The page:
ANALYSIS: Australia's Coal Mining Future
It’s likely that the classic adage of “all good things must end” has crossed the minds of a significant number of miners, businesses and investors throughout the Australian coal mining industry. It’s simple to see how so many might have adopted this negative perspective. Australia is coming off of its largest mining boom dating back to the gold rush that exploded in the 1850’s. While Australia was feeling financially flush, enjoying the benefits of $400 billion in investments over the last ten years of this immense mining boom, the recent, steady decline in investing has been creating some severe withdrawal symptoms. So then, this tapering off of investments begs the question: Is Australia’s coal mining future darker than its product, or is there light at the end of the tunnel?
Drop in Financing Darkens Coal Mining Outlook
Low commodity prices, rising production costs and labour disputes have been doing significant damage on their own, hindering the financial success of Australia’s mining industry. Among the most significant factors that have contributed to this darkening outlook has been declining financing for miners. Financing has dropped by 56 percent in the second quarter of the 2013 fiscal year. A year ago, financing for miners amounted to $6.12 billion. This casts a large shadow over the diminutive $2.28 billion that financers put forth in Q2 2013.
Poor Market Conditions Blacken Coal Mining Picture
Australia’s elected officials aren’t letting poor market conditions affect their position on royalties. West Australian Premier Colin Barnett made it clear that the state is not planning on executing any aggressive measures to provide relief from price-related misery, such as adjusting royalties within the mining industry. “At the end of the day the state government owns the minerals and companies pay the equivalent of 10 percent of the value of the mineral. I think that’s a pretty good price,” said Barnett.
Job Losses Dig Coal Mining Woes Deeper
Australia’s coal industry is currently accountable for approximately 55,000 employees, directly, and 100,000, indirectly. Recent job loss polling demonstrated depressing numbers, showing that approximately 11,000 people throughout the coal-mining sector have lost their jobs; this number could still increase.
Peabody Energy (NYSE:BTU) only served to sadden the news by recently cutting an additional 170 employees from its Australian operations; 5.7 percent of its total workforce in Australia. This followed in the wake of Peabody Energy severing itself from 450 contractor jobs, as reported during the second quarter of 2013.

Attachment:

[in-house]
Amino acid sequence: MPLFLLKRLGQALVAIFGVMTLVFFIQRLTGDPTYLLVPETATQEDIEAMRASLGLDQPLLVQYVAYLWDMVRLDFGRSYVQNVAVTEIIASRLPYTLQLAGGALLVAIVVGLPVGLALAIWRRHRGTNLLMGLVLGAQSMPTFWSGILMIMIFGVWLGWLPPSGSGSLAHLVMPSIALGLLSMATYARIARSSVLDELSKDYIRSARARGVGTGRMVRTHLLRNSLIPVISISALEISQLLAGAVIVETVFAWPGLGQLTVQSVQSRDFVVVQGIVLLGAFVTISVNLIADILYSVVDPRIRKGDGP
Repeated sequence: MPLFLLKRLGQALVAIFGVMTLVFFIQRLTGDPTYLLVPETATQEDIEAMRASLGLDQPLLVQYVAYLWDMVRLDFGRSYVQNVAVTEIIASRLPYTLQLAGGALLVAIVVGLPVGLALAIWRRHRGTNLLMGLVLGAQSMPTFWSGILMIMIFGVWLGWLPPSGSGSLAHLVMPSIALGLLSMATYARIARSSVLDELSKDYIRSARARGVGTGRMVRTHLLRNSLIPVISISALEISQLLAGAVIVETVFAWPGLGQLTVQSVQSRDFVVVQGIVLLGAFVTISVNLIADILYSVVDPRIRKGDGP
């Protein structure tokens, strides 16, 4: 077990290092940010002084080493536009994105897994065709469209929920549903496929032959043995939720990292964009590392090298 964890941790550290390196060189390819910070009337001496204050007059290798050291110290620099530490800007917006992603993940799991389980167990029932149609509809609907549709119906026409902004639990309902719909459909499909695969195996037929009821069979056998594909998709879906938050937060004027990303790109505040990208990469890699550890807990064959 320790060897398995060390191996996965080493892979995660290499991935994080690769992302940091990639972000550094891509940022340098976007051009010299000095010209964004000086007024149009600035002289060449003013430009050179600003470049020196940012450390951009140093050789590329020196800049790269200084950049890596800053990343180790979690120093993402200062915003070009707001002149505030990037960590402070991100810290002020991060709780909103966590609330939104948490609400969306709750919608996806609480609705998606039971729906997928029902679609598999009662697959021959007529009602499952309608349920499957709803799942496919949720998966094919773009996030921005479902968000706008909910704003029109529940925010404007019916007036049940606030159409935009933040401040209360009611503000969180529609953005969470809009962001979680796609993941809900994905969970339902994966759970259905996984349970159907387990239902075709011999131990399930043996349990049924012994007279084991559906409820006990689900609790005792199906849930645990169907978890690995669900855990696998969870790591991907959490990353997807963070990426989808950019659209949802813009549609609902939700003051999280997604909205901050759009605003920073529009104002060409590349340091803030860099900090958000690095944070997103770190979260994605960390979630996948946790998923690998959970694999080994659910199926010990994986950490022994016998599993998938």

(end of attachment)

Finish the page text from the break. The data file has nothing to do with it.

Rejuvenating Growth in Coal Mining Sector
There’s significant potential for positive change in the coal mining industry within the federal elections to be conducted on September 7. The outcome of this election will undoubtedly have a profound effect on the short and long-term health of the coal mining industry, as well as the Australian economy as a whole. There will be an additional degree of responsibility adopted by the winner of the election, as they’ll be tasked not just with remedying an ailing coal-mining sector, but the increased difficulty of handling the transition from such an immense boom to a sharp decline. However, with this great responsibility comes some substantial potential to revitalise the coal-mining sector.
In addition, albeit a less desirable form of relief, Australian coal miners might also be granted some relief through a weak Australian dollar, recently reaching its lowest in three years.
Coal Mining Sector Could Receive Vital Boost from Local Power Utility Demands
In order to capitalise on the efforts, capabilities and stalwart mentality of individual miners, mining companies must also look to create, build and develop key affinity relationships locally. We can see a prime example of this in Peabody Energy’s approach. Despite their significant employee cuts and contractor job cuts, they still managed to succeed in turning a profit in the second quarter of 2013 by working more closely with local power utilities, optimising their operations by efficiently taking advantage of increased local demand.